I'd love to hear your questions and comments on it. So go to my website the breast cancer recovery coach.com forward slash joy and get the lesson on abundance. Gratitude and sleep. Alright, so this is really interesting here I shared the story with you of how much I love having everybody together at Thanksgiving. Thanksgiving is kind of my special holiday. I love Thanksgiving. And I think it's because I love food. I love sharing meals I love cooking. Always have and for me sharing food. Cooking for other people is a lovely wage, right I love to cook for them. I love to see people enjoy my food. And also just you know, enjoying food together. So to be honest, this is not going to be my food this Thanksgiving. This is going to be we're going to a restaurant. And over the last couple of years, Thanksgiving has really evolved for our family. Not only do we not do it on the holiday, we do it the Sunday before. And we do it the Sunday before to reduce the stress of the holidays. It got to the point where as my kids became adults, and they needed to be this side of the family, that side of the family, this girlfriend's house, this boyfriend's house, this fiance's house read there was so much going on that it was becoming either, okay, Mom, we can come and we can be there for an hour. But we can't be there for the meal, or oh guy will come and we'll eat but that'll be the third Thanksgiving meal of the day. Right? Just not it wasn't fun, it was feeling very stressful. And the reason it was feeling stressful, is because of the thoughts that I have about Thanksgiving. I want everybody to be together at a certain time, share a meal, to relax, to enjoy, and to just be able to visit with each other. And because that wasn't what was happening, really, it was like, I don't like that. So could I adjust it to a different day, put it out there in the family is everybody open to this and they were and we made that switch so that everyone could then eat together not have to rush off. And also on the actual holiday, relax and do whatever they wanted. If you had other family you had to visit, if you had other meals you had to eat. If you wanted to stay home in your jammies and watch Netflix by the fireplace, you could do that too. And it worked out really beautifully. And I share that with you from that perspective that this shift in thanksgiving came really from my desire to have Thanksgiving a certain way, which was relaxed. And I wanted to point that out. Because isn't it? In fact, doesn't everything happened that way? Isn't it all based on what we want it to be? Meaning, we have this rulebook, we have this desire, we have this idea of the way things should be the way things should work the way people should be, but things people should do. And the problem with that is when anyone doesn't do it and follow the rules, we get upset. We tie our emotions, to their words, to their actions, to their behaviors, to our expectations to the manuals we write. And I'm sharing that with you because here comes another story. Although all four of my kids will be here for this weekend, as we celebrate Thanksgiving. What I found out was that one of my children actually won't be here because he even though he lives locally, he's going out of state for the weekend. And when I found that out, I was really annoyed. I was really annoyed with him. And I'll tell you why. Because here's some of my rules for Thanksgiving. And this is not something that I thought of going into it. It's something I've thought of because I had to work on why I was feeling so annoyed with my kid. The rules are everyone goes and does Thanksgiving at mom's house. Because we know this right? We know this. It's mom's holiday. And set aside thanksgiving for mom. That's what we do. In my head, right? Mom has priority, make sure and give mom priority. And mom shifted Thanksgiving specifically. So nothing else would interfere with your ability to be with mom for the day. Okay, so those are some of my rules, right? And when one of my kids says, Oh, hey, mom, well, I won't be there. Because I'm going out of town. I wasn't sure what day you were doing it? Well, my head immediately goes to what what are you talking about? Of course, you knew what they were doing it? Because we always do it the Sunday before the holiday? Oh, well. Yeah. Well, it wasn't confirmed. Well, it was confirmed, because in my mind, right, that's when we do it. So I'm sharing this because I know I'm not alone in the way we think about this, right? I know we're not I'm not alone, whether it's thinking from the perspective of mom or the perspective of wife or the perspective of girlfriend, daughter, sister, whoever it is, we all have certain ideas not only around the holidays, around everything that we do in our life, around the way we expect people to be. And I think sometimes the holidays can be so stressful because those expectations and those rulebooks those manuals become magnified. Because now we've got a day that's special to us. So this may happen around anniversaries, birthdays, holidays, or some other special occasion that you have in your mind. This is a special thing, when it should be celebrated or acknowledged or treated this way. And that's fine. We We all get to think what we want to think we all get to have the expectation that we have, because that's the way you want something to look like in your life. But where the problem comes in, is when we expect everybody else to have the same rulebook to understand all the expectations and to honor them for us. Right? When we are concrete in that thought, this is the way this has got to be. This is the way it goes. Because that's when I'm happy with you speak this way, if you dress that way, if you show up this way, if you don't make the potatoes the way you're supposed to make the potatoes on Thanksgiving, and I'm going to be annoyed. So we set ourselves out. And we open up an opportunity to be annoyed, because somebody else didn't follow our rules, whether they knew the rules or not, or whether we believe they should have known the rules or not. And this is something that came up with my son. So I have this conversation with him. He's not going to be here. He's going to go out of town. And I'm driving the car. I'm on my way to pick up my dogs from the groomer. And I realized that in my head, I'm just ruminating, right? I'm ruminating on all the things he's not doing right. And I'm getting angry, and I'm frustrated, and I'm hurt. And that was the thing that triggered me. That was the thing that triggered me to go whoa, whoa, whoa, whoa, what are you telling yourself here, Laura, it was that red flag of saying what he did is hurting my heart. Which made me realize, Okay, I've got a deep story here. What's happening? Because when we do that, when we say, You hurt me, you upset me, you make me angry, you make me want a shot of vodka. What we're doing is we're telling ourselves a story about someone else. We're going into emotional childhood, we're tying our emotions to their behaviors, actions, words are saying you do this, I'll feel like that. And that's rarely well, it can be happy. If you do this. If you follow my rules, I'll be happy. But if you don't follow my rules, I'm not going to be happy. So I noticed as I'm driving, I'm thinking, Oh, wow, okay, I'm telling myself that he hurt my feelings. Because he violated like some of the big rules mom isn't a priority. Thanksgiving, mom's holiday isn't a priority. What the heck are you doing kid. And in telling myself that I was feeling very upset. But there's two sides to that. Not only was I tying my emotions to my son's choice over where he would be on a certain day, so I'm giving up my power over my own emotions. But I'm also taking away from my own joy, from my own anticipation, from the joy of the people who are with me, and how much I love being with them. Because I'm choosing to direct all of my mental energy, all of my emotional energy in that moment, into the rule, someone else violated. And I'm going into anger and frustration and hurt. Now, this is super important. Because we do this a lot in life. And as I said a minute ago, I think we do this even more, during the holidays. We also do this when we go through treatment, when we're going through treatment for breast cancer. And when we finish treatment for breast cancer, we often have a story in our head of how we should be treated and how people should treat us and act towards us. before, during and after. Right? Before I should say before you get a diagnosis, you go through treatment. And then now you're a survivor. Or now you're a thriver what does that mean to you? And how should people behave towards you? Here's a story there. I promise you. And I know this because I've coach dozens and dozens of women. And I hear the stories and I have had to deal with and unravel my own stories as I'm sharing with you right now. Because I looked at that and I thought to myself, you know, a part of the story I have about my irritation today is I have stage four cancer. What the hell are you thinking? This may be the last Thanksgiving we ever have together? And I realized that that was one of the thoughts very deep down in there. And I thought, well, that's just silly. Because it doesn't matter if you have cancer or don't have cancer. You never know when your last day on this earth is going to be or what is the last holiday you get to have with anybody else right? You don't know this. And so that is like a guilt trip thought. Right? It's a guilt trip and it justifies my feelings. It justifies my rule book for my son. It's like yeah, see there? And then I can take that same like I can take that and go to one of my sisters like Do you believe this? I mean, this could be the last time he ever has Thanksgiving with me. And they'd be like, Oh, my God, I can't believe, right. I mean, we could get people to buy into that really, really easily. And not just on Thanksgiving, but for anything in life, right for anywhere, or any interaction that we have, when we feel that our rules have been violated. Now, this is really interesting. And I had this conversation, similar conversation. During the week with one of my clients, I was coaching, we were talking about a situation that she was finding annoying, because someone else wasn't acting the way she thought someone should act. And as she was describing to me the frustration she felt she said to me, Well, isn't it okay? Isn't it okay, that I feel that way? And you may be hearing my story about my son and thinking that same thankful Yeah, I would feel that way too. Isn't it okay to feel that way? Well, it's okay to feel that way. If you like feeling that way. But if you don't like feeling annoyed, frustrated, irritated, unworthy, not a priority, I'm not sure the right way to phrase that is, but if you don't like feeling like that, then it's not okay. It's not okay to tell yourself that story. So it's really not about the other person and this kind of a situation. And I think that when special occasions come up, we do often make it about other people what they did what they didn't do the priority that they gave you something. But it's our story. And what happens is, we take our story, and we use it to control other people. And then, because we really can't control other adult people, it rarely works out well. And everybody ends up feeling crappy, right? We end up being frustrated, maybe other people end up feeling guilted. And it's just not good. So when we notice that we're going into anger, frustration, pity parties, because we're telling ourselves a story about what someone else does. We've got to stop, we've got to stop and come back and say, Whoa, what am I telling myself here? Because I'm robbing myself of joy. I'm creating negative emotions that I'm not liking. I don't like the way these feel. And I'm also stepping out of accepting this person for who they are, and making a decision. Do I want this person in my life? Can I love this person as they are? And that's a really important thing to examine those really important questions to ask yourself, because so often, we don't want we want people in our life, but we don't want to accept them for who they are. We want them to behave differently, the way we want her to behave, and follow our rules. And so we then miss this opportunity to get to know and love someone completely for who they are. Because they don't follow our rules. And now I want to be really careful to point out here, that there's a difference between accepting people for who they are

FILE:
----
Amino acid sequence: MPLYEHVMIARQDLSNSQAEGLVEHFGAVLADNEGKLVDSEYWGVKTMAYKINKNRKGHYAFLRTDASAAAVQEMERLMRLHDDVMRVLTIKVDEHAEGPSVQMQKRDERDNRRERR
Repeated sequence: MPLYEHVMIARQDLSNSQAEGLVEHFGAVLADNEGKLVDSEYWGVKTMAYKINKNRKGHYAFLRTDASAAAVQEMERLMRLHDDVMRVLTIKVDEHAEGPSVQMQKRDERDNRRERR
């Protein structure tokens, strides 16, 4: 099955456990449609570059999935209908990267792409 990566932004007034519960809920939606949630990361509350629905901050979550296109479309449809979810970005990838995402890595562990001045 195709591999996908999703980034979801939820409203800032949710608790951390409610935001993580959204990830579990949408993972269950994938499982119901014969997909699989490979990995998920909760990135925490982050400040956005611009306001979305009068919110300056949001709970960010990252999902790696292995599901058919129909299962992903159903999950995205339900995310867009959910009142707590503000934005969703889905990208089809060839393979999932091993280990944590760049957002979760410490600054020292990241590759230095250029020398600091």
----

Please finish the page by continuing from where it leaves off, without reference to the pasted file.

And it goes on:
Laura Lummer 18:10
and violating healthy boundaries. So what I mean by looking at someone and accepting them and deciding consciously and intentionally deciding, I want this person in my life, and I'm going to love them for exactly who they are. And I'm going to open my mind to creating that space to know them for who they are. So for instance, my son, I know him for who he is. Somebody invited him on a special weekend and for him, he's very free spirited, he is not a rule follower. He does not do guilty does not do control. He got an opportunity. It sounded fun. He said yes. It had nothing to do with me. I tell myself a story about how it did have something to do with me. So do I decide to love my son for who he is? Absolutely. And, and I love his free spirit and I love his adventurous side and, and his rebellious side. And there's things I like about it, there's things I don't like about it. But if it comes to a healthy boundary, that's something different that saying, if a person is treating you with lash like emotional abuse, physical abuse, if someone is just not honoring you, for the person you are, if this person is constantly violating healthy boundaries, that's a different decision. We're talking about decisions for the people you love the people you want in your life. And the people who say Cuddy annoying the hell out of me, because of some way they talk some thing they say some way they approach things, or they're always late or something like that, right? These minor violations, not actual big healthy boundaries, where you're protecting yourself and keep yourself mentally, emotionally and physically safe. Alright, so there is a difference there. To illustrate another example. So the other day, I go to a yoga class with my sister. And as the class is beginning, the teacher, we know this teacher, it's not the normal yoga class that she and I go to this teacher is a little newer. And she doesn't teach in my favorite way. Like, if you go to yoga, you know that there's a certain kind of a flow and a sequencing that's done. And since I am a certified yoga teacher, I'm even more, you know, aware of that. And so your classes tend to be a little funky, don't have great transitions. And but it's okay, right? I'm a yoga class. And so my husband would say to me, every time I come back from yoga, did you have a good yoga class and I say, to imbibe, how can you not have a good yoga class? Like, yeah, of course, yoga is awesome. Well, this day, I'm in yoga class. And she says, at the beginning of the class, set an intention for this class. So I set my intention. And it's a very peaceful intention, right to send peace to certain people. As the class progresses, I'm noticing, I am feeling really annoyed. The way the class is being instructed is very clunky. But worse than that, there's this song that she keeps playing. And it's over and over, the same song is playing over and over, like different renditions of it. But it's the same song and it starts to in my brain, it's almost just like nails on a chalkboard. Because she's playing the song at such a high volume, that she's yelling over the song. And so when I start this class, and I say, I'm gonna set this intention of sending peace, and it does dedicate this class to sending peacefulness out, and I'm noticing, in my body, I'm feeling so much irritation for just the sound and the experience that's happening. And actually, I'm going to all through all of this, while I'm in class, I'm noticing that I'm annoyed. I'm looking at the way I'm thinking about it. And I'm also saying, Well, isn't that interesting? Because here I've said, I'm dedicating this class to sending peace to someone who in my life, I find annoying, right? Because I'm trying to find forgiveness and peace. And yet the class itself is really irritating me. And I'm thinking, Oh, my gosh, how do I change my thoughts right now? How do I stop feeling this irritation. And I was kind of laughing to myself about how ironic it is that this class is kind of mirroring the relationship that I have with this person. And I have to work really hard to change my thoughts about it and get myself into a place of peace. And I did kind of there were moments where I thought I want to walk out of this room. And I came out to my thoughts on it was like Laura, take a breath, connect to your breath and be here, stop telling yourself stories. She's trying to give everyone a great yoga experience. She believes that this is a great yoga class, because of course, she's the teacher she wants all most students have a great experience. So I had to work very hard to manage my mind, to keep feeling the way I wanted to feel until I got out of that class. And I was only partially successful, to be 100% honest with you. I was doing the work in my head as I'm doing this class. But I didn't completely come back to that place. In all honesty, when the class ended, I was like, relieved. Thank God that this is over, and I got through it. But it did make me think a lot about how we have to put a lot of energy into managing our mind, when we have a deep belief that something should be a certain way. People should be a certain way. And so that class was actually a great example for what I was actually trying to work on in my life at that point. So here's the bottom line, bringing together Thanksgiving, kids yoga, all of this stuff. Let's wrap it up into a nice package. When you're going through your life, and you are noticing annoyance with other people lead that annoyance, ie that flag that comes up and says you're telling yourself a story right now, it's creating feelings you don't want to experience. Why are you doing that? What is your thought about this person? How is it that you're trying to control them? Are you trying to control the way they speak? Are you telling yourself they should talk differently? Are you telling yourself they should drive differently, they should eat differently, they should breathe differently. We tell ourselves so many things about other people and go into judgment. And we overlook our own judgment. Because we tell ourselves, it's their behavior. So the work here is in noticing annoyance. And then ask yourself where am I judging this person? And then if you want to say Well, isn't that right? Isn't it okay? That I feel this way? Isn't it okay that I expect this of them? Then we apply the next question. Well, do you want to feel the way you're feeling right now? If you do then go with that. But if you don't, then can you tell yourself another story. So like the yoga teacher, I can tell myself the story that she thinks she's giving the best experience she can give and create some space for her with my son, he's being the person he is. And he's a free spirit and decided to take this adventure, this experience, and that doesn't have anything to do with me. Can we look at our stories, and realize that there's always more than one version of the story? And are we choosing one that's taking away from our joy that's taking away from our experience, and it's actually robbing us of the joy of everyone else, everything else, and all of the other things that may be happening in the moment that we could be enjoying, because we're choosing to direct our mental energy to focus on one thing that's driving us crazy. That's our work. It's never about someone else. It is always about what we're telling ourselves about someone else. Because we don't get to control other people. So we have to come back and clean up our thoughts about other people, so that we can go through life with joy, and presence, where we want to be. I hope that that helps you. It's not easy work to do, but it's important work to do. And it's work that if you keep these words, and they trigger something as you go through the holidays, or as you go through your regular day in life, and start noticing what you tell yourself, other people should be doing. They make you think about this, and that starts bringing up all these red flags and it gives you the ability to come back and check in with your own thoughts. You're going to start creating a much more peaceful life for yourself. All right, my friends. I'll talk to you again next week. And until then, Please be good to yourself and go to my website and sign up for the lesson on gratitude and abundance. Thebreastcancerrecoverycoach.com/Joy